By Elean Gersack
Safety is a top priority for most families. Fortunately, we live in one of the safest counties around. As a community, it’s up to everyone – families, neighbors, friends, schools, and law enforcement – to work together to help keep everyone safe.
The Castle Pines Connection recently sat down with Douglas County Sheriff’s Office (DCSO) Public Information Officer Sergeant Ron Hanavan and Detective Chris Stadler to discuss safety. What stood out the most during the interview was the importance of neighbors watching out for each other as well as parents having strong relationships with children and setting expectations and rules while building trust and open and on-going communication.
On the Street
Be involved and be aware. “What are your kids doing? Don’t just assume because maybe they reach a certain age they are ok to be outside alone. They need to be supervised by you or a trusted adult,” said Hanavan. Whether you know your neighbors well, know of recent criminal activity in the area, or even have a registered sex offender living nearby, the same message stands – be aware. According to the deputies, the majority of sex offenders are family members. “Does it happen [random offenses], yes, but most [assailants] are known,” said Hanavan. The deputies suggest the video “The Safe Side” for young children concerning stranger awareness. Video previews can be found at www.safeside.com and videos can be downloaded on iTunes and YouTube.
All of the fun and functionality of the Internet comes with a price – privacy. According to Hanavan, the biggest risk to children and teens is behind the screens – computers, smart phones and any electronic device connected to the Internet. People can pretend to be anyone and ultimately gain trust from vulnerable and innocent youngsters. Parents should be involved and monitor online activity. “They shouldn’t be able to take that communication device and be hidden in a bedroom or a restroom. It should be used out in the open,” added Hanavan.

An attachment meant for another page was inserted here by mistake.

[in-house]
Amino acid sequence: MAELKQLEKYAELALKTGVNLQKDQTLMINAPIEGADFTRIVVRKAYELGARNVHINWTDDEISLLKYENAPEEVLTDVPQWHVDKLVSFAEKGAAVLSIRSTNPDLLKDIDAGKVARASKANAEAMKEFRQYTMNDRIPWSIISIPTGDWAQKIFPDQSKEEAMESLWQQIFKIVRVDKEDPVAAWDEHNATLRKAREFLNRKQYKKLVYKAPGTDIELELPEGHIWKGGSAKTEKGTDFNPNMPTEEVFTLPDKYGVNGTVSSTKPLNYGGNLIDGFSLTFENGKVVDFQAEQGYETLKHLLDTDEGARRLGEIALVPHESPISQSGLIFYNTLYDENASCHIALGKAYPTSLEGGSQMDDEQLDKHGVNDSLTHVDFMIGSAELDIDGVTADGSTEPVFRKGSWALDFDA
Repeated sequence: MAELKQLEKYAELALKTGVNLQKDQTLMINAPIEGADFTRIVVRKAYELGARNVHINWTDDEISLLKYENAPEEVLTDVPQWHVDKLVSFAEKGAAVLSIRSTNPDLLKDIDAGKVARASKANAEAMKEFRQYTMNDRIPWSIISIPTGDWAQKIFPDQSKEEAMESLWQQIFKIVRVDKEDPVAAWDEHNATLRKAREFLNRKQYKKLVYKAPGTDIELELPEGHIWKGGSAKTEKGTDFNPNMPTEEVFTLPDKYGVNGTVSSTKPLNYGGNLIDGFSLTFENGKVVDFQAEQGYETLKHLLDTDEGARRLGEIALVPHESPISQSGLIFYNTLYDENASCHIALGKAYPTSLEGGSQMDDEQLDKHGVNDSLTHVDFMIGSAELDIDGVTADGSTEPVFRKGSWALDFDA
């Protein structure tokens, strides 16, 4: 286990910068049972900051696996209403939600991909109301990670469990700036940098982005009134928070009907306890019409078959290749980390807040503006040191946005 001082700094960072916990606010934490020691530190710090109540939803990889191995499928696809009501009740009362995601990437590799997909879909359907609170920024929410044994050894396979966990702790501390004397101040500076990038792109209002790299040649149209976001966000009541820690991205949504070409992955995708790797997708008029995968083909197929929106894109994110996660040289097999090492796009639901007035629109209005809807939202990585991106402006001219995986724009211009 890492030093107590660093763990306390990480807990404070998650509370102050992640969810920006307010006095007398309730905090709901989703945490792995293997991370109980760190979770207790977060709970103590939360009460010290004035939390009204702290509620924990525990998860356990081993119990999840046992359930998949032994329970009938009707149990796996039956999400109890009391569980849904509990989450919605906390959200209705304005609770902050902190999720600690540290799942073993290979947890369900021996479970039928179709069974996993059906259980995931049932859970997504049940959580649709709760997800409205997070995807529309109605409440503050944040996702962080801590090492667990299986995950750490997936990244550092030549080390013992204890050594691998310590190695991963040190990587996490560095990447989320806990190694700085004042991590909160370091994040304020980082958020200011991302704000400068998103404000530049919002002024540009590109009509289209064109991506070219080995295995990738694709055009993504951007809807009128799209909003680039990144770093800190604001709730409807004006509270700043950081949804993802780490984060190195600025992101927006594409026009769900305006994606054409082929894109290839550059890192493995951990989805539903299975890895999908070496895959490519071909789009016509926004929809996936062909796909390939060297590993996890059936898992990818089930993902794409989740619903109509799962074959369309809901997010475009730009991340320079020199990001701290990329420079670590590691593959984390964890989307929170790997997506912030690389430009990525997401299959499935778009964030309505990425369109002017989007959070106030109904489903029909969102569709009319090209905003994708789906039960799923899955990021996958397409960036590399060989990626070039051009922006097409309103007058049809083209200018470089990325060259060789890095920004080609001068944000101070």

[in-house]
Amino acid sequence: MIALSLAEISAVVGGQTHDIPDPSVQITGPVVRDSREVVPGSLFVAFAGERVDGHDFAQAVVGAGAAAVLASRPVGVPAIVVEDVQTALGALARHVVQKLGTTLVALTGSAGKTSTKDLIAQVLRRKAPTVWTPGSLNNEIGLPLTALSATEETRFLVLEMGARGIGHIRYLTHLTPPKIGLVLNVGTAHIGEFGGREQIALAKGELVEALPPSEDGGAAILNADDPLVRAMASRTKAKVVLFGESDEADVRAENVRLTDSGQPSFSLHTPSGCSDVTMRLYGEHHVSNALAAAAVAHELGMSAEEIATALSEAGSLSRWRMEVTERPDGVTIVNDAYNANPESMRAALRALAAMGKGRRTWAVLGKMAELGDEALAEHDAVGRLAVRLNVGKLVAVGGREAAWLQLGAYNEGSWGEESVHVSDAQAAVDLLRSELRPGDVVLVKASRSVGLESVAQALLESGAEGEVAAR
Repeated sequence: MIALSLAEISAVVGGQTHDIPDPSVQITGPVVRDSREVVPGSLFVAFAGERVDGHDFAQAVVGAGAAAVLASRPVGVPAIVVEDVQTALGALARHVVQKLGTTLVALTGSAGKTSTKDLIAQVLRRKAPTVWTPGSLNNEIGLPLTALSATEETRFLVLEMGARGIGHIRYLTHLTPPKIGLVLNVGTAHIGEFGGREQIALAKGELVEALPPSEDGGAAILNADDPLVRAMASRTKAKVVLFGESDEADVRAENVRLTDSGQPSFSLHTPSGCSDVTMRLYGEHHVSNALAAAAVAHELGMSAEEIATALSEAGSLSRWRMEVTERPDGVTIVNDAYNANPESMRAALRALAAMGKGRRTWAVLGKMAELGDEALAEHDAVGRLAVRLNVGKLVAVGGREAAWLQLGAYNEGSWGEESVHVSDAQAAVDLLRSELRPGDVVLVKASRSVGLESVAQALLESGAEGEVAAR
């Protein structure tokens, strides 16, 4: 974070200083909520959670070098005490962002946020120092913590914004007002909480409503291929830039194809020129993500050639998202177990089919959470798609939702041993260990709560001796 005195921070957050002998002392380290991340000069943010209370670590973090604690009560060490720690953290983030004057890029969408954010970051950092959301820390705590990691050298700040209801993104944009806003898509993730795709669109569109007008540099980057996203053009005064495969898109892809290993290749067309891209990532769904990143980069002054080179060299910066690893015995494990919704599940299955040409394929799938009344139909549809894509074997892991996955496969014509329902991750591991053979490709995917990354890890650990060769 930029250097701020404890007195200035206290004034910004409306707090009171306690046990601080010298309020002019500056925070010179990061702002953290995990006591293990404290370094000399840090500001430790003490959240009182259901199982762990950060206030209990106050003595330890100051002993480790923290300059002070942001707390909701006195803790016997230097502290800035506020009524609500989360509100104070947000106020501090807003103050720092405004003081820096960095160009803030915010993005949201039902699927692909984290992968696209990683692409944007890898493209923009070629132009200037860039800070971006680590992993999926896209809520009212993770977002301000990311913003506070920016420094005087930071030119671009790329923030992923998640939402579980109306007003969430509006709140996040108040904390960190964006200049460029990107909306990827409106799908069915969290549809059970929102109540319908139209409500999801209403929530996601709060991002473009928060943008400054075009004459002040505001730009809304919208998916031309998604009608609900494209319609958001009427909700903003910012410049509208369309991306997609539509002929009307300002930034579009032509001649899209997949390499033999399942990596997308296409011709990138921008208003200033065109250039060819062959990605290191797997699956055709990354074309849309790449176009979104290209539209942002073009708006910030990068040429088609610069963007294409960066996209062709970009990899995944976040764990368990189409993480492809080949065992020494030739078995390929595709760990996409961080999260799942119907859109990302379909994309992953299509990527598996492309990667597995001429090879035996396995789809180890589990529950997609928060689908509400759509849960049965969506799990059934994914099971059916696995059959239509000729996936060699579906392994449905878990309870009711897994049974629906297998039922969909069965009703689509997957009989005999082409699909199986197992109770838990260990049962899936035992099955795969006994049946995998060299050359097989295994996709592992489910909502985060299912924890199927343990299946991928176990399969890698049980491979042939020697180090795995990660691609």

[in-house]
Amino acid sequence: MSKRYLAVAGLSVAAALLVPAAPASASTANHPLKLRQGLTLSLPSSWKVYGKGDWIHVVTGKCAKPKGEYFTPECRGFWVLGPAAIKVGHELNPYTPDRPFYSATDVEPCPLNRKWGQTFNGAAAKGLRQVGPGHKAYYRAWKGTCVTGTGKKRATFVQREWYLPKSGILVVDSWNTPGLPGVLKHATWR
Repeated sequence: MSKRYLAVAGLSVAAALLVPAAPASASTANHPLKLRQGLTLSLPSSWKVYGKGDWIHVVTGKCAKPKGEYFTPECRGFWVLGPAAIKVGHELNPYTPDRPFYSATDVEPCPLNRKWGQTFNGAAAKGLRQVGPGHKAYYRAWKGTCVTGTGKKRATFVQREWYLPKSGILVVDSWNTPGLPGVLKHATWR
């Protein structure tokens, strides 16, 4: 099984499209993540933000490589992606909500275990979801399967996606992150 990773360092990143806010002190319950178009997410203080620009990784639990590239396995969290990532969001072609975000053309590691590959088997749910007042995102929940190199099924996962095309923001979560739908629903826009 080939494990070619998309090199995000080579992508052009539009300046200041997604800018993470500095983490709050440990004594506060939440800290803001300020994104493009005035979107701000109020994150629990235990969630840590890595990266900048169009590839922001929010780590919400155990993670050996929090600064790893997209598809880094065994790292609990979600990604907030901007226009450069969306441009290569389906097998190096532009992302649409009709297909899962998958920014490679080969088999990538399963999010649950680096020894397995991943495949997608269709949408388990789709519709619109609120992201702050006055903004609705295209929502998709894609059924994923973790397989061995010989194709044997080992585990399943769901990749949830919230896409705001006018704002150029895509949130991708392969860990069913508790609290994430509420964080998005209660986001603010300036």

According to Stadler, kids today don’t really understand consequences. Parents should have tough conversations with their kids and talk about today and how it can impact the future, including the fact that colleges and employers will review online behavior when considering applicants. The Internet is forever … every post and every photo. The recent breach of Snapchat photos (the app that promotes 10 second photos that then delete) is a fresh reminder of that fact.
Both deputies agree that getting in trouble online is completely preventable. Not only can photos go viral and be a source of embarrassment, but individuals who send inappropriate photos and those receiving them may face felony child pornography charges. “Just don’t put yourself in those situations,” said Stadler.
The School Connection
DCSO deputies work closely with the Douglas County School District (DCSD) to help keep students safe and provide communication avenues for whenever they have concerns. The Y.E.S.S. (Youth Education and Safety in Schools) program focuses on positive education for students. Topics include suicide prevention, driver safety, and the anonymous text-a tip program. Additionally, the DCSO works in conjunction with the DCSD to provide resource officers on-site and for periodic visits.
The DCSO website has many valuable safety resources, including:
Internet Safety (http://www.dcsheriff.net/yess/internet-safety/)
Sex Offender Registry Database (https://www.sotar.us/apps/sotar/initPublicIndexRedirect.do)
Y.E.S.S. Program (http://www.dcsheriff.net/yess/)
Crime Activity Database (http://raidsonline.com)
Many thanks to Sergeant Hanavan and Detective Stadler for taking time to share such valuable safety messages for our readers. In an emergency, always call 911. For non-emergency calls, contact the DCSO at 303-660-7500. For additional information, visit www.dcsheriff.net.